look even hotter.
However, even though these games sell, they never gain the kind of popularity that certain characters have gained over time. Mario, Samus, Master Chief, Link, Sonic... these are characters that are not initially defined by their gender roles but something else entirely. Something that makes them relatable enough to play over and over again without you even caring about how they look. I know, it makes no sense that you should relate to an Italian plumber stereotype that grows bigger with mushrooms and stomps on turtles. However, could it help that his awkward shortness and slight tummy make it easier for you, as a player, to look at him and go "That's the kind of hero I can be."? Or to look at characters in full armor like Samus and Master Chief, who have made it their profession to do what they do in the video games, and acquire enough gear to make it believable? They're not half naked statuesque demi-gods that can take continuous bullets and stab wounds and still look good. They're just people.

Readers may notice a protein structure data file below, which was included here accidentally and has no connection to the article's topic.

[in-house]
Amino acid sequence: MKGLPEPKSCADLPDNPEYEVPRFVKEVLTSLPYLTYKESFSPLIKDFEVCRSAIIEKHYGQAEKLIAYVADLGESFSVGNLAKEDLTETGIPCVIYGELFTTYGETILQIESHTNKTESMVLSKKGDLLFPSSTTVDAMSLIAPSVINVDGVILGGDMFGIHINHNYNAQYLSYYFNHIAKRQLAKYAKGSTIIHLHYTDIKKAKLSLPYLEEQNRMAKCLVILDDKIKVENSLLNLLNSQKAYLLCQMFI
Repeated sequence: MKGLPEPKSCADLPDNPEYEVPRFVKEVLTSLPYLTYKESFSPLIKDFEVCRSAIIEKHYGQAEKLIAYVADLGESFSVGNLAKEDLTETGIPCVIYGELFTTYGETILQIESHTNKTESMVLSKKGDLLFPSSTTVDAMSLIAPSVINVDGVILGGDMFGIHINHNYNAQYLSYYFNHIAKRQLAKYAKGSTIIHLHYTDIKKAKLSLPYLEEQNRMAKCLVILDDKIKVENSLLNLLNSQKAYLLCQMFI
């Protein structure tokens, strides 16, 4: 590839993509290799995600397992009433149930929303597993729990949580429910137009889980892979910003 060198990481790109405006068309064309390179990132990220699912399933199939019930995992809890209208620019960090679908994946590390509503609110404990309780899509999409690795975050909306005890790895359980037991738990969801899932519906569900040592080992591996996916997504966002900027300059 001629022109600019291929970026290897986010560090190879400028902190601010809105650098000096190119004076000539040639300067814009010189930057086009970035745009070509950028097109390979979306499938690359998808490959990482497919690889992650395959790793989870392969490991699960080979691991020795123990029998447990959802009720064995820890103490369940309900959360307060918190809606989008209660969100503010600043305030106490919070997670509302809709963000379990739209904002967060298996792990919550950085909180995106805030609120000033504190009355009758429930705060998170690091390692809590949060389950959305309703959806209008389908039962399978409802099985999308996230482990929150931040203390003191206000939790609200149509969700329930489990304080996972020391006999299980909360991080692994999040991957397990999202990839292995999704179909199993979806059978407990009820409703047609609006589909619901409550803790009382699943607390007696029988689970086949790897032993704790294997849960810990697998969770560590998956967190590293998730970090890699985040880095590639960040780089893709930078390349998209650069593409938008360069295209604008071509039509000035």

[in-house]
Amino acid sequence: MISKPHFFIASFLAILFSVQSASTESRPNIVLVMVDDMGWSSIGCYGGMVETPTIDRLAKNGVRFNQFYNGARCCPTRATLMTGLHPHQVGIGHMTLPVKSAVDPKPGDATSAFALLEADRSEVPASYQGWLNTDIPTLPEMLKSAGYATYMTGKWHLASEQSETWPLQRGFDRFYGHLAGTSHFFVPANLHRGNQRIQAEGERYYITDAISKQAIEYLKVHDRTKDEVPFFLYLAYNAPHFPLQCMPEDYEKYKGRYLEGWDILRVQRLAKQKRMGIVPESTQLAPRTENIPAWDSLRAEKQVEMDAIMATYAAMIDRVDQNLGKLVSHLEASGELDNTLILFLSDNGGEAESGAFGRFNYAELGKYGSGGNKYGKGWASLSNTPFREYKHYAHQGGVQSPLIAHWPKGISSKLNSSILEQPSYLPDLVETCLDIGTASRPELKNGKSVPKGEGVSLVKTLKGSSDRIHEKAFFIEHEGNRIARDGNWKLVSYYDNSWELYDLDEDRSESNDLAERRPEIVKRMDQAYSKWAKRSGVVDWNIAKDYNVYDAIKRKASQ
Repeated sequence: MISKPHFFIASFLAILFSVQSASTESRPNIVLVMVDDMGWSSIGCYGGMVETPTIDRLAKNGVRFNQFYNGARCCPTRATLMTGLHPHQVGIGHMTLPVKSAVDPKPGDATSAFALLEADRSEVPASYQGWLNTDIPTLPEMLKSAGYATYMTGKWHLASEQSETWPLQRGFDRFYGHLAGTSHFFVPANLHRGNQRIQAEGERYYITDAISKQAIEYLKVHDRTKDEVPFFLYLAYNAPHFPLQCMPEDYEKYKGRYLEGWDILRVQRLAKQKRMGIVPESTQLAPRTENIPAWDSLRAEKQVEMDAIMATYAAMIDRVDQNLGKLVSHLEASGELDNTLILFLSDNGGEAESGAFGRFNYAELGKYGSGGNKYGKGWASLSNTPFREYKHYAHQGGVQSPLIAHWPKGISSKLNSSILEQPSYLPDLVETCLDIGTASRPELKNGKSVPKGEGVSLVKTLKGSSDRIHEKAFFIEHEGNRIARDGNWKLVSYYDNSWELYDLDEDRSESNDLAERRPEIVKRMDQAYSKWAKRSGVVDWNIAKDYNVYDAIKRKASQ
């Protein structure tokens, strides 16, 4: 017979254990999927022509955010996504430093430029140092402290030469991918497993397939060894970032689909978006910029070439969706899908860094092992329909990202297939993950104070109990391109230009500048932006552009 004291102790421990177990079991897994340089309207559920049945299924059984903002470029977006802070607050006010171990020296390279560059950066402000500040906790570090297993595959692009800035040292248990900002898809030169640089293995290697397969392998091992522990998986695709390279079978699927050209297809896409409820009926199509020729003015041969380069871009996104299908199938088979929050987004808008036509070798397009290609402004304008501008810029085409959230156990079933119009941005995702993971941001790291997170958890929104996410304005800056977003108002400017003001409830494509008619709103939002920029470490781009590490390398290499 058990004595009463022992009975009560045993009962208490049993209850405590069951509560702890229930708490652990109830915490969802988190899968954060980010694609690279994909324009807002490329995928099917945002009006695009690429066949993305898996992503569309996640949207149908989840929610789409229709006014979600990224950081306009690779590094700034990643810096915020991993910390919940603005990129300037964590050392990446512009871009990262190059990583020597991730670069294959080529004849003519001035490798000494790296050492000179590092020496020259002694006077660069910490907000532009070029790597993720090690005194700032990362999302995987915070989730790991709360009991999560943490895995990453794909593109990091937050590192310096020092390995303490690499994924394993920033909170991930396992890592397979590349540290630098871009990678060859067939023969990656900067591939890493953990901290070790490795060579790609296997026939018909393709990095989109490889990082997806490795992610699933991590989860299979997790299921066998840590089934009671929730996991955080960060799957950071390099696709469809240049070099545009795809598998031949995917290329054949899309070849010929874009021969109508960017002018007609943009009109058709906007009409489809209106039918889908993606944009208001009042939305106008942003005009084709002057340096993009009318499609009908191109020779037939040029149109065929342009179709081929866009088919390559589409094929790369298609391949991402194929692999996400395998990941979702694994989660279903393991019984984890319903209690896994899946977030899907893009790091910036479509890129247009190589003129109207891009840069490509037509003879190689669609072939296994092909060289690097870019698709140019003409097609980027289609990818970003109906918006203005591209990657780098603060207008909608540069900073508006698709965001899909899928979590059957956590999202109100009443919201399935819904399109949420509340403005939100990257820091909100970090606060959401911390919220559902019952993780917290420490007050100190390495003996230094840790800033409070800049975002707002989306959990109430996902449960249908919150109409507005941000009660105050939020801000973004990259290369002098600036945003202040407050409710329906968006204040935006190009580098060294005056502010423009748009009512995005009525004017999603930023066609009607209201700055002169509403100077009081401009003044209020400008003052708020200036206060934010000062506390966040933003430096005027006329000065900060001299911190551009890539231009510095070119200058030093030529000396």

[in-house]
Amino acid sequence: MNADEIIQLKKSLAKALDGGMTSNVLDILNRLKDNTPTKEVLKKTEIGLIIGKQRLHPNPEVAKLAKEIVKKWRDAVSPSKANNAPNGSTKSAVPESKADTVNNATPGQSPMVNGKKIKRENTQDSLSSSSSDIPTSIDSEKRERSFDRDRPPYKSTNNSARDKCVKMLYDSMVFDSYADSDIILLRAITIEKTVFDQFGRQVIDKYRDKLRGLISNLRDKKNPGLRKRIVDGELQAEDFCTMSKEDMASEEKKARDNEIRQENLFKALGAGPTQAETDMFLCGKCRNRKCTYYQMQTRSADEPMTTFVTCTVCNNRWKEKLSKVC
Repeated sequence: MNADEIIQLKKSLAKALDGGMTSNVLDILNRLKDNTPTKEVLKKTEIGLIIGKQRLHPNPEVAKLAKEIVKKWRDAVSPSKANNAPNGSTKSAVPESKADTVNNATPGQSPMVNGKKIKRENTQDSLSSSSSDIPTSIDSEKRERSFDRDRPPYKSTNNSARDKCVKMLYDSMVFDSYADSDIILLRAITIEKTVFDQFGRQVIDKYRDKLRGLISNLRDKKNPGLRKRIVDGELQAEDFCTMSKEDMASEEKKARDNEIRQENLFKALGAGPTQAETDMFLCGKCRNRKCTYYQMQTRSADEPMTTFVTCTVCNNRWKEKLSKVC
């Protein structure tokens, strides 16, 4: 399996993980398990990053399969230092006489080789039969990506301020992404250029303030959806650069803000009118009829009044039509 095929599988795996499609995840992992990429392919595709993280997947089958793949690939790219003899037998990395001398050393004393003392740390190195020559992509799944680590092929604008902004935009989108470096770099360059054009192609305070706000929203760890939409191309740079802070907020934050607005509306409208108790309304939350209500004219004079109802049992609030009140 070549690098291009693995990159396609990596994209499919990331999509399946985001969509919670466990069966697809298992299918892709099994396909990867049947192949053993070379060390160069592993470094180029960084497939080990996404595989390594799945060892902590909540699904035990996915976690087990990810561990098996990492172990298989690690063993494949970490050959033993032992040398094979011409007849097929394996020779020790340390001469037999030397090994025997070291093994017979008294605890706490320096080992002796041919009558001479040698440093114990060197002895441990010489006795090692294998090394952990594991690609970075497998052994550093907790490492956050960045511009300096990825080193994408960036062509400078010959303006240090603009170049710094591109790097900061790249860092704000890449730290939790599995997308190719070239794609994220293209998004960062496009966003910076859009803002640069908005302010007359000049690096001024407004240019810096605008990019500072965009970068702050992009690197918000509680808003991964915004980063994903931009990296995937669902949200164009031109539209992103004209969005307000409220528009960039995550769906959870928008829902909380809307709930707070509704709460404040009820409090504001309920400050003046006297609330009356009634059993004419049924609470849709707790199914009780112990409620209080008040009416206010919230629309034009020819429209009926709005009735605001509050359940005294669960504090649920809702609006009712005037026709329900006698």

And I think that's why FemShep is popular despite the lack of marketing attention. She's just a woman with a past and a job to do. She's LITERALLY saving the entire universe, do you think she even has time to care about her looks? She barely has time to think about romance. Although the same is true about MaleShep, it's noted more in FemShep because rarely is a female depicted as just a person with a job to do. No boobs popping out to remind you she's a girl, no constant reminding about how beautiful she is compared to everyone else, and no saying "Hey, you're just as good as the men around here" to constantly remind us she is an above-average woman. Gender is not completely devoid of all interaction, but it is devoid of the basis of Shepard's character.